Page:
How To Build a Compelling Franchise Recruitment Website
"What are you doing to create a compelling, response-driven recruitment website for your brand?"
That's what we asked two experts from longtime successful brands - Rob Goggins at Great Clips, and Brian Spindel at Postnet. Here's what they had to say.
Rob Goggins, Vice President of Franchise Development, Great Clips
The Great Clips franchise development website was originally designed to self-educate prospective franchisees. We included a detailed map with territory availability, franchisee testimonial videos, and an SEO-enhanced blog. We focused on aligning brand elements with our salon and consumer site to maintain brand consistency while creating a look and feel appropriate for our different demographics.
We review our analytics on a monthly basis, and we noticed some weak areas of the site after its initial launch. These areas were addressed, and we saw an increase in activity almost immediately. For example, we simplified our short-form application and added a long-form confidential application for candidates who were ready to jump into the investigation process without further research.
We also numbered the tabs across the top of the page, encouraging visitors to follow the numbered system to go through all of our information - but still allowing them an element of control as they browse. In addition to the numbered tabs, we also added "next" buttons on each page to provide simplicity of process for those who desire it. With the "next" buttons, we lead visitors through our site, guiding them through the detailed information, bringing them at the end to our full confidential application, which is the indicator that they are ready to start the full evaluation process.
We also have a "qualified candidates only" section on the site. The first part of this section (Welcome) is open to the public, and the rest are password protected, designed for our qualified candidates to work through with our franchise development managers. After they complete the Welcome section, candidates are prompted again to fill out the confidential application if they are interested in proceeding to the password-protected sections. This has also increased the number of applications we receive.
Over the past year or so, we have tweaked the long-form confidential application as well. We launched the site with a five-page form, but after seeing that candidates leave the application without completing it, we eliminated some questions, combined others, and condensed it into three pages. This change has made the form much less cumbersome and allows candidates to complete the form in a much more efficient manner. After making this change, we now see fewer abandoned applications.
Finally, we created a survey that goes out to candidates whether or not they join our system. We review their thoughts on the website and continually work on enhancing the site and creating a better user experience. Overall, our website has been a great resource and we've seen great results: an increase in applications and a record number of quality franchisees joining the system.
Brian Spindel, President and COO, PostNet International
Things are moving fast in new technologies and the ways people are using them to communicate. As a franchise organization, we continue to do our best to keep up with the changes in technology and how franchise prospects are using it to research franchise opportunities.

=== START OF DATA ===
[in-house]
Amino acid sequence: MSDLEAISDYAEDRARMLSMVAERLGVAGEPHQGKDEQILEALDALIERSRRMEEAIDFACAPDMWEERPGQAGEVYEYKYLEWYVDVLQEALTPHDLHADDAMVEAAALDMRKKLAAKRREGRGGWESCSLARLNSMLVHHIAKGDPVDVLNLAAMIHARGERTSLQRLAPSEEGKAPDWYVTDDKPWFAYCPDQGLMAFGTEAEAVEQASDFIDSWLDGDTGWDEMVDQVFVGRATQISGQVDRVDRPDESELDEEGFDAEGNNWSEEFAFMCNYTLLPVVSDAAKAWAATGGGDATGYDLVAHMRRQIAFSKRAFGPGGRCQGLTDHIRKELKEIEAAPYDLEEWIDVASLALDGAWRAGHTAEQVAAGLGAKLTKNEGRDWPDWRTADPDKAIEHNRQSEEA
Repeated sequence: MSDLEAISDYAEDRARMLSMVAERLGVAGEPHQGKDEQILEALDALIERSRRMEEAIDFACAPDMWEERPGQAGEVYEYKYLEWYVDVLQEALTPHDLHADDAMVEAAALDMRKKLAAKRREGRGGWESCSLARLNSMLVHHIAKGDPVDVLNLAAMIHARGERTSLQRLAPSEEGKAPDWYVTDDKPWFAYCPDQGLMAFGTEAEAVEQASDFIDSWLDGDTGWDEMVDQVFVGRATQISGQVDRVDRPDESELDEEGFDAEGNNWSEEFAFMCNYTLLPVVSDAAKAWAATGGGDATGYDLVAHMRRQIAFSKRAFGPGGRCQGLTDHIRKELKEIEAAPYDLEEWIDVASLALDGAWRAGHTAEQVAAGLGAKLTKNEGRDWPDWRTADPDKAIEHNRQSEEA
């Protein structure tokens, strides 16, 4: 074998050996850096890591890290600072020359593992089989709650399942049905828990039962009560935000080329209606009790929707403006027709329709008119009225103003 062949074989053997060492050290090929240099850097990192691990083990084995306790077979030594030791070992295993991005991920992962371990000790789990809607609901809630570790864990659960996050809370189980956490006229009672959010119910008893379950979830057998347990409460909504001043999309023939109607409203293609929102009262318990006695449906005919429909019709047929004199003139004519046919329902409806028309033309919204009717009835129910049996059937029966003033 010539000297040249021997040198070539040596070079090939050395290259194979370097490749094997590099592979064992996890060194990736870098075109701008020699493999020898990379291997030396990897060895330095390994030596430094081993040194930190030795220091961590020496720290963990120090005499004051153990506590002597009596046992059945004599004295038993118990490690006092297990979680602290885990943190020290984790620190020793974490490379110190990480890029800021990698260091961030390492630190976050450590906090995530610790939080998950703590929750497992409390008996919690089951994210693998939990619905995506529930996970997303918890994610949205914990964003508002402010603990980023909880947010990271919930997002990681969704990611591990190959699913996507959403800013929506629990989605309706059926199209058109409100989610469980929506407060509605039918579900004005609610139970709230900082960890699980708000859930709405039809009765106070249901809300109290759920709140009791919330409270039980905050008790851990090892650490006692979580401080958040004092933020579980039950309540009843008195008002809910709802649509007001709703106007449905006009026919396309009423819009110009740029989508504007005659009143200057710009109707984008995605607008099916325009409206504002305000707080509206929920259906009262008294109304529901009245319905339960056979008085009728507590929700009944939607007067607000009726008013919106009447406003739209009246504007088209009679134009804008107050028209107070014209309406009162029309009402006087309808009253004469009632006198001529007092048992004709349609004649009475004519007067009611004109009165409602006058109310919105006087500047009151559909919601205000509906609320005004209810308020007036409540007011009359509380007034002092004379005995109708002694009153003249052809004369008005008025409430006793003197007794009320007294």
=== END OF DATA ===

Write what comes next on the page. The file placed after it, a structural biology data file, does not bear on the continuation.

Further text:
Increasingly, this includes not only using industry best practices to develop a compelling website that urges a prospect to inquire/respond, but also the best ways to increase traffic using social media, SEO, PPC, and integrating all of our consumer and franchising efforts to get the best results. For example, to get a franchise prospect to "like" your brand on Facebook is very valuable to keep and build interest, and more effective than the older "drip" email campaigns.
It's also important to use Google Analytics to understand what content is most important and interesting to prospects who visit our website, and to narrow the places or information on the site that create distraction. In other words, the purpose of the site is to convert visitors into suspects/leads. So content that drives that behavior should be improved and enhanced, and anything else on the site needs to be evaluated and studied.
Another best practice is creating a clear and logical path for visitors that leads them to respond. This can be done with numbers, letters, colors, etc., but it should always be clear what you want the visitor to do next. Also, from a validation standpoint, online reputation management is becoming very important, if not critical.
Ongoing monitoring and adjustments to what you're doing are important. The "cycle of innovation" is always spinning. We tweak, measure, study, and then tweak again. We are always learning, and the pace of change has accelerated so much that this is now done regularly. I remember when you would launch a new site and be good for two or three years, and we changed more than most at that rate. Now we watch the usage weekly and make changes at least monthly.
Today, a franchisor needs not only to really think about having a solid response-driven website, but also about connecting all the digital marketing and advertising "dots" to make the website effective. Projects we are working on now include optimizing our sites for tablet devices, as well as a mobile version of the site so franchise prospects can easily learn about our franchise program on their smartphone--and, of course, respond!
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